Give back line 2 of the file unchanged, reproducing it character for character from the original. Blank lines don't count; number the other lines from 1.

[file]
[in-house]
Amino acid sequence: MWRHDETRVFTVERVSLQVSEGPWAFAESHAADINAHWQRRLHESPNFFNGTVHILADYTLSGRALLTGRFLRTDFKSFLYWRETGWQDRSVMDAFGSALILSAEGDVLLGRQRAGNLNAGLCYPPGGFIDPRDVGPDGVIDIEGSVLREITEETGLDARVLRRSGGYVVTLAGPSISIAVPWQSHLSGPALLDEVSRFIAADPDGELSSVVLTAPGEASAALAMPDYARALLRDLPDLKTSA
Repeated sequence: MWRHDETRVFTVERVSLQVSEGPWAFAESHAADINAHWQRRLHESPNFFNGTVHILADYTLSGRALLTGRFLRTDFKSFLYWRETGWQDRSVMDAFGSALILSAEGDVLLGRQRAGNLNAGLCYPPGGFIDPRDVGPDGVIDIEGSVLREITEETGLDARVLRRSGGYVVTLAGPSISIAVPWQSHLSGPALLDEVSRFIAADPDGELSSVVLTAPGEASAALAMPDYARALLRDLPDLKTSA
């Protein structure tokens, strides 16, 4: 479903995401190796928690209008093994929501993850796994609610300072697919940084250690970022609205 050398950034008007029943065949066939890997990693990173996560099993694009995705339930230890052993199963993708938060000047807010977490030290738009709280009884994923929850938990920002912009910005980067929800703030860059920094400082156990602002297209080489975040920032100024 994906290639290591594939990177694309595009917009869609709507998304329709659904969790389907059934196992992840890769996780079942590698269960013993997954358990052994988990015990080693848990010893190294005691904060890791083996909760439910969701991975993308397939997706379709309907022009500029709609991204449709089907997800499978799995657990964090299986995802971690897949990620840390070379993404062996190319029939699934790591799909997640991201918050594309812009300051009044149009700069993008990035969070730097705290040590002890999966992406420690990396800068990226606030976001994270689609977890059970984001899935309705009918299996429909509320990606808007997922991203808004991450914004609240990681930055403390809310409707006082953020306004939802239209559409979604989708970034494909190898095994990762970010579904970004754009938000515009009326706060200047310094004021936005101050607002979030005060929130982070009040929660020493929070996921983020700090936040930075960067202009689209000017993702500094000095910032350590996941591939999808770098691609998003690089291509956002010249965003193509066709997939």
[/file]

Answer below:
Amino acid sequence: MWRHDETRVFTVERVSLQVSEGPWAFAESHAADINAHWQRRLHESPNFFNGTVHILADYTLSGRALLTGRFLRTDFKSFLYWRETGWQDRSVMDAFGSALILSAEGDVLLGRQRAGNLNAGLCYPPGGFIDPRDVGPDGVIDIEGSVLREITEETGLDARVLRRSGGYVVTLAGPSISIAVPWQSHLSGPALLDEVSRFIAADPDGELSSVVLTAPGEASAALAMPDYARALLRDLPDLKTSA